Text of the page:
With the end of the school year in sight, teachers across the province are making noises about a possible strike. Putting the year in jeopardy is for the students’ benefit, they say, without a hint of irony.
Not, of course, that anyone believes a word of it.
In Waterloo Region, public high school teachers could go on strike as early as May 4. Their elementary school counterparts are in that position as of May 10.
There is a recognizable pattern: teachers engage in skirmishes with the province and with their boards, the organizations that set the workaday agendas; parent councils struggle with extracurricular activities and the threat of work stoppages; and, as always, caught in the middle are students who suffer the consequences of decisions made by their elders.
The teachers’ unions have trotted out the tired old line about putting students first in every strike, work-to-rule campaign and labour negotiation, with only one goal in mind: getting more taxpayers’ dollars.
Given the perception that teachers are overpaid and underworked (all those holidays), coupled with the economic hard times for most Ontarians, public sentiment is clearly not with the unions. Parents are already fretting over what might happen if their children are used as pawns yet again. Expect the fallout to tar the teachers most of all, as they’d be the ones responsible for school closures even as they are unable to articulate a single valid reason for their current position.
Blame also lies with the province. Job action by teachers and other civil servants that became the norm under the Mike Harris government got the band-aid treatment when the Liberals took over: some modicum of labour peace was achieved by throwing money at the situation. That path was treacherous. The funds came with no real accountability, so the education system got no better – some would argue it worsened – even as teachers and administrators enriched themselves. Later in its tenure, the McGuinty government felt the wrath of the very same teachers with short memories as it realized its spending wasn’t sustainable.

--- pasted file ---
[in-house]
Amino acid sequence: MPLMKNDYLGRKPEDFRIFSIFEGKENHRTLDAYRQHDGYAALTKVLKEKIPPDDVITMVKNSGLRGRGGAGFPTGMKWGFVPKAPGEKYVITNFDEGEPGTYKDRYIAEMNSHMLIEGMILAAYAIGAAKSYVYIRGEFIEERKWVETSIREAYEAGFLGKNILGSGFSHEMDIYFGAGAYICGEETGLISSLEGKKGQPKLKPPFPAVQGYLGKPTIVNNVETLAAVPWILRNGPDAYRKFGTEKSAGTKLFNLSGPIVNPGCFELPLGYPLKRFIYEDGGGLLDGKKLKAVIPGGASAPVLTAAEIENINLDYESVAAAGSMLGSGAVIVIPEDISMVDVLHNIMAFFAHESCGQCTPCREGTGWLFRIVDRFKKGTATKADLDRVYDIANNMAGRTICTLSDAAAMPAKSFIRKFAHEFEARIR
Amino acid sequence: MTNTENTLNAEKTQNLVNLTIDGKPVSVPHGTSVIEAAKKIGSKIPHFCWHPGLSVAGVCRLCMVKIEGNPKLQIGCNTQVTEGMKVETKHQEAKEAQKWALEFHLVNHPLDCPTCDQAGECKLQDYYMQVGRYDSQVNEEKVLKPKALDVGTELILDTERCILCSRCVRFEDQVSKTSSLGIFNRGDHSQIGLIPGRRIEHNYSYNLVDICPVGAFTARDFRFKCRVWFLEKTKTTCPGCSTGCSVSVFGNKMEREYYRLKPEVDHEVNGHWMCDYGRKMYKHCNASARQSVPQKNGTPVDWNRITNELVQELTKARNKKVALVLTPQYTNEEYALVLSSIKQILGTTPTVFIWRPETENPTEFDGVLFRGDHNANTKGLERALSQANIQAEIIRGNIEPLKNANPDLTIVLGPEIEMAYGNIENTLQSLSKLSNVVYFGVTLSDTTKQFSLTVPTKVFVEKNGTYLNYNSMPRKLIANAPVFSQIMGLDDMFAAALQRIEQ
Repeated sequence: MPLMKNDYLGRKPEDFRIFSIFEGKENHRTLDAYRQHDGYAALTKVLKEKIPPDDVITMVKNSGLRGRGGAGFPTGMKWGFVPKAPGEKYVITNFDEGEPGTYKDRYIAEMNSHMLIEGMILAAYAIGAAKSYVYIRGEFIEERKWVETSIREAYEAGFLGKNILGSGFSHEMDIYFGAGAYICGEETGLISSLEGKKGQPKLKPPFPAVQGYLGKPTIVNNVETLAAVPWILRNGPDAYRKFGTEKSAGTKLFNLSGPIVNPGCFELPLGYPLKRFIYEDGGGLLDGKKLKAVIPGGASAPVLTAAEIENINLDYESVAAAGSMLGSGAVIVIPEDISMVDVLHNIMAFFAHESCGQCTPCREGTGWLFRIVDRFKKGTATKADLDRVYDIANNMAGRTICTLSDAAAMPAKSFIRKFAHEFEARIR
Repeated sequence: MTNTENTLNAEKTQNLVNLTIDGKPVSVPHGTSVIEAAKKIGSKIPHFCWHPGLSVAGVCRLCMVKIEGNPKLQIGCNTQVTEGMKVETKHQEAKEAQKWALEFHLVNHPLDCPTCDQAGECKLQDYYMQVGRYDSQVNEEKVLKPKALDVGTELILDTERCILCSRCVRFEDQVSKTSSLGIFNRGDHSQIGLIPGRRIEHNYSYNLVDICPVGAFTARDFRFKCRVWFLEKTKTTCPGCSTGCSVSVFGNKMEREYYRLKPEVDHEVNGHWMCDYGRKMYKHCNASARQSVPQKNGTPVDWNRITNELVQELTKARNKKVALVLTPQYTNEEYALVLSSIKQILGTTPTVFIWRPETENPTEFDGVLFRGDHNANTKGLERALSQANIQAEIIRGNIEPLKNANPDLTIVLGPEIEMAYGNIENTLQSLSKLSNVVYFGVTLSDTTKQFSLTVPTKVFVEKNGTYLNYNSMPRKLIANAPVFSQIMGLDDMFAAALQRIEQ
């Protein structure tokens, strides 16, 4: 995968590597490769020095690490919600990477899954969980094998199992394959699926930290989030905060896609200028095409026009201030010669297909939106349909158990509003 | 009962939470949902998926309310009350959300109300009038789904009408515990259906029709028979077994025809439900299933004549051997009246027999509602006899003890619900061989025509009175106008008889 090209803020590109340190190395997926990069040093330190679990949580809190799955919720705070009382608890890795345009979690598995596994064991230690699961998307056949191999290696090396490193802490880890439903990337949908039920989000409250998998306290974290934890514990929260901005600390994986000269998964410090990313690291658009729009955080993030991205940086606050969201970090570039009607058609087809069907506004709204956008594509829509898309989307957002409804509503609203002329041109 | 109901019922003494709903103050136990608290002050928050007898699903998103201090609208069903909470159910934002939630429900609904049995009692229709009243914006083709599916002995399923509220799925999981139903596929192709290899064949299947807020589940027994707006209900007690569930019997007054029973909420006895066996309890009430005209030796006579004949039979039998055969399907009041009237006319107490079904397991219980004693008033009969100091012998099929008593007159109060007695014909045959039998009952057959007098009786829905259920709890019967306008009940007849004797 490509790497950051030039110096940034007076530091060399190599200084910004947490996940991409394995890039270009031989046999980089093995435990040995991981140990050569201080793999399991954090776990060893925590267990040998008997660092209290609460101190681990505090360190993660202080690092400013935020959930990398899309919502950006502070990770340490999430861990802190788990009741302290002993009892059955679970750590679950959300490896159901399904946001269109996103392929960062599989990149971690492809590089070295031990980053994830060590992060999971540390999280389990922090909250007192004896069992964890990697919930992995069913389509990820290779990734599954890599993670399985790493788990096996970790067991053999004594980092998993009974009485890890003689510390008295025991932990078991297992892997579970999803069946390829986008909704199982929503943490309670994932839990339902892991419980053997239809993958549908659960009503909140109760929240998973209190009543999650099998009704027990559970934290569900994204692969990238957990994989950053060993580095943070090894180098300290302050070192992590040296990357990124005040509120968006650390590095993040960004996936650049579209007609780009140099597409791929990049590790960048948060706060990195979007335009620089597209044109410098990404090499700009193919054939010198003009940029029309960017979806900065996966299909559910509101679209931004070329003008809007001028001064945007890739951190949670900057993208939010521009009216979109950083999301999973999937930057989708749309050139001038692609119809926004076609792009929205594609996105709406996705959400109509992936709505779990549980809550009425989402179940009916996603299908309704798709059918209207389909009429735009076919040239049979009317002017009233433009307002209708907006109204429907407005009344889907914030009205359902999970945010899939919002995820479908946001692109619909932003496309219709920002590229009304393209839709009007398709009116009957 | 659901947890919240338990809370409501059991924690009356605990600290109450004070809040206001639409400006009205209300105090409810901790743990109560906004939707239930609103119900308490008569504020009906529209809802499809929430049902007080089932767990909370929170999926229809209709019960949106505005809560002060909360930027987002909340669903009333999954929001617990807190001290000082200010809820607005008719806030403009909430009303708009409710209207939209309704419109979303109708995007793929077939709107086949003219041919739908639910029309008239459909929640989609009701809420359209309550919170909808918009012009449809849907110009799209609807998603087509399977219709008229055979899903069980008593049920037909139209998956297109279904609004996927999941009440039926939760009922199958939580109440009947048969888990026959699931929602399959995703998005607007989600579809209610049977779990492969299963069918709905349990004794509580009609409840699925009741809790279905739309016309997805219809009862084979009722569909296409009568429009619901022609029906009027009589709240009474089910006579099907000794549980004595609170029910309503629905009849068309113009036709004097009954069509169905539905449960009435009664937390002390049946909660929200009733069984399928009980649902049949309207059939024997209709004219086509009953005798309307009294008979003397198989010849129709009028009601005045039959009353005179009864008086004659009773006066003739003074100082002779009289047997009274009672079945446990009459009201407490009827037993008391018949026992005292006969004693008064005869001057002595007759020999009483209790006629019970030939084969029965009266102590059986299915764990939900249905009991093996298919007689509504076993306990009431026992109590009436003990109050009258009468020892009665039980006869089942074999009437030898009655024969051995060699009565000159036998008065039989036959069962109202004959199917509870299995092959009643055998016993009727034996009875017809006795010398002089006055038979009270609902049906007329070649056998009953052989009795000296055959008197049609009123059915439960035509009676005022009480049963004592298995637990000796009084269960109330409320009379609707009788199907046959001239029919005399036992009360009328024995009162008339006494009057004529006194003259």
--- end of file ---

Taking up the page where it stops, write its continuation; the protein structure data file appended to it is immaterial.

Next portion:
Kathleen Wynne again threw the dog a bone when she took over, but her own fiscal mismanagement means spending must be restrained. Though not cut, the education budget isn’t increasing at a pace suitable for teachers’ looking for more, always more. That their ranks grow even as enrolment drops and many dubious changes have been made – class sizes, for instance – simply to artificially inflate the number of jobs has been forgotten in the spirit of what-have-you-done-for-me-lately?
Given that such was the same reaction to her predecessor’s eleventh hour attempt at fiscal prudence, Wynne should have known what was coming.
Nobody in this struggle is wholly at fault or wholly blameless.
Typically, governments argue they are trying to control costs and introduce more public accountability. But their actions are usually more about politics than altruism.
The teachers argue they are trying to preserve quality in the schools. But saving jobs and boosting working conditions are the purview of their unions.
Really, the government should have set the terms right from the beginning, reigning in spending on costs not of benefit to the public – i.e. salaries and benefits – and focusing on classroom improvements such as technology that would help achieve higher educational standards. Ontarians got just the opposite, and we’re all suffering for it today.